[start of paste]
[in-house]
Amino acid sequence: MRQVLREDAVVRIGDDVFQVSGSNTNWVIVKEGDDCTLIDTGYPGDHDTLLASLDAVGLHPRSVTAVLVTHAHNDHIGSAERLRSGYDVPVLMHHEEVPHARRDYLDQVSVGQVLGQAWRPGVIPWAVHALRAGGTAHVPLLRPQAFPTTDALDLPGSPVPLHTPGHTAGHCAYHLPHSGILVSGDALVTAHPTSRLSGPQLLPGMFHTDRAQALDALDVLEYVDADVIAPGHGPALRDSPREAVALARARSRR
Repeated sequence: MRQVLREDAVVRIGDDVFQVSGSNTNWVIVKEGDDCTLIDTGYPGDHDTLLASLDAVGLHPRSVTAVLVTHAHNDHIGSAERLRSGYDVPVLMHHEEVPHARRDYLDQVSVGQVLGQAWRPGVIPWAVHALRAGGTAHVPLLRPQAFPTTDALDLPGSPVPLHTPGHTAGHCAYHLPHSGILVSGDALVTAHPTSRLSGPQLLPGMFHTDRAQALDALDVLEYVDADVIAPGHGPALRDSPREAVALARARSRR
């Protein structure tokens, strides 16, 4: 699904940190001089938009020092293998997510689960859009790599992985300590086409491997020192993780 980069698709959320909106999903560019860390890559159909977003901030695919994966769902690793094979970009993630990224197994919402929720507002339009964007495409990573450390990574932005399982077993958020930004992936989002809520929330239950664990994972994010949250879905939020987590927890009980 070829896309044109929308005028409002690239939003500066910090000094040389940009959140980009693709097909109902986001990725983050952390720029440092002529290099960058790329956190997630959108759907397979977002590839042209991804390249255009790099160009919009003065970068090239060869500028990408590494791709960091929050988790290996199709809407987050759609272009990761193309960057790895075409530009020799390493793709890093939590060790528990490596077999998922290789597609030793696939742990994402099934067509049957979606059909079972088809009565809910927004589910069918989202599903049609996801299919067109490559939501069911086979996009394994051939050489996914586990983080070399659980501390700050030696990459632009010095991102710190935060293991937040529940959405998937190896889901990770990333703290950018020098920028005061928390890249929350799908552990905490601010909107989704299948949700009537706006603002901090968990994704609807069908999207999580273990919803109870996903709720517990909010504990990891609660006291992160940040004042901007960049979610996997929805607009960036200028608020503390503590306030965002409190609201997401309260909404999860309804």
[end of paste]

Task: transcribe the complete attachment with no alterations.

[in-house]
Amino acid sequence: MRQVLREDAVVRIGDDVFQVSGSNTNWVIVKEGDDCTLIDTGYPGDHDTLLASLDAVGLHPRSVTAVLVTHAHNDHIGSAERLRSGYDVPVLMHHEEVPHARRDYLDQVSVGQVLGQAWRPGVIPWAVHALRAGGTAHVPLLRPQAFPTTDALDLPGSPVPLHTPGHTAGHCAYHLPHSGILVSGDALVTAHPTSRLSGPQLLPGMFHTDRAQALDALDVLEYVDADVIAPGHGPALRDSPREAVALARARSRR
Repeated sequence: MRQVLREDAVVRIGDDVFQVSGSNTNWVIVKEGDDCTLIDTGYPGDHDTLLASLDAVGLHPRSVTAVLVTHAHNDHIGSAERLRSGYDVPVLMHHEEVPHARRDYLDQVSVGQVLGQAWRPGVIPWAVHALRAGGTAHVPLLRPQAFPTTDALDLPGSPVPLHTPGHTAGHCAYHLPHSGILVSGDALVTAHPTSRLSGPQLLPGMFHTDRAQALDALDVLEYVDADVIAPGHGPALRDSPREAVALARARSRR
């Protein structure tokens, strides 16, 4: 699904940190001089938009020092293998997510689960859009790599992985300590086409491997020192993780 980069698709959320909106999903560019860390890559159909977003901030695919994966769902690793094979970009993630990224197994919402929720507002339009964007495409990573450390990574932005399982077993958020930004992936989002809520929330239950664990994972994010949250879905939020987590927890009980 070829896309044109929308005028409002690239939003500066910090000094040389940009959140980009693709097909109902986001990725983050952390720029440092002529290099960058790329956190997630959108759907397979977002590839042209991804390249255009790099160009919009003065970068090239060869500028990408590494791709960091929050988790290996199709809407987050759609272009990761193309960057790895075409530009020799390493793709890093939590060790528990490596077999998922290789597609030793696939742990994402099934067509049957979606059909079972088809009565809910927004589910069918989202599903049609996801299919067109490559939501069911086979996009394994051939050489996914586990983080070399659980501390700050030696990459632009010095991102710190935060293991937040529940959405998937190896889901990770990333703290950018020098920028005061928390890249929350799908552990905490601010909107989704299948949700009537706006603002901090968990994704609807069908999207999580273990919803109870996903709720517990909010504990990891609660006291992160940040004042901007960049979610996997929805607009960036200028608020503390503590306030965002409190609201997401309260909404999860309804």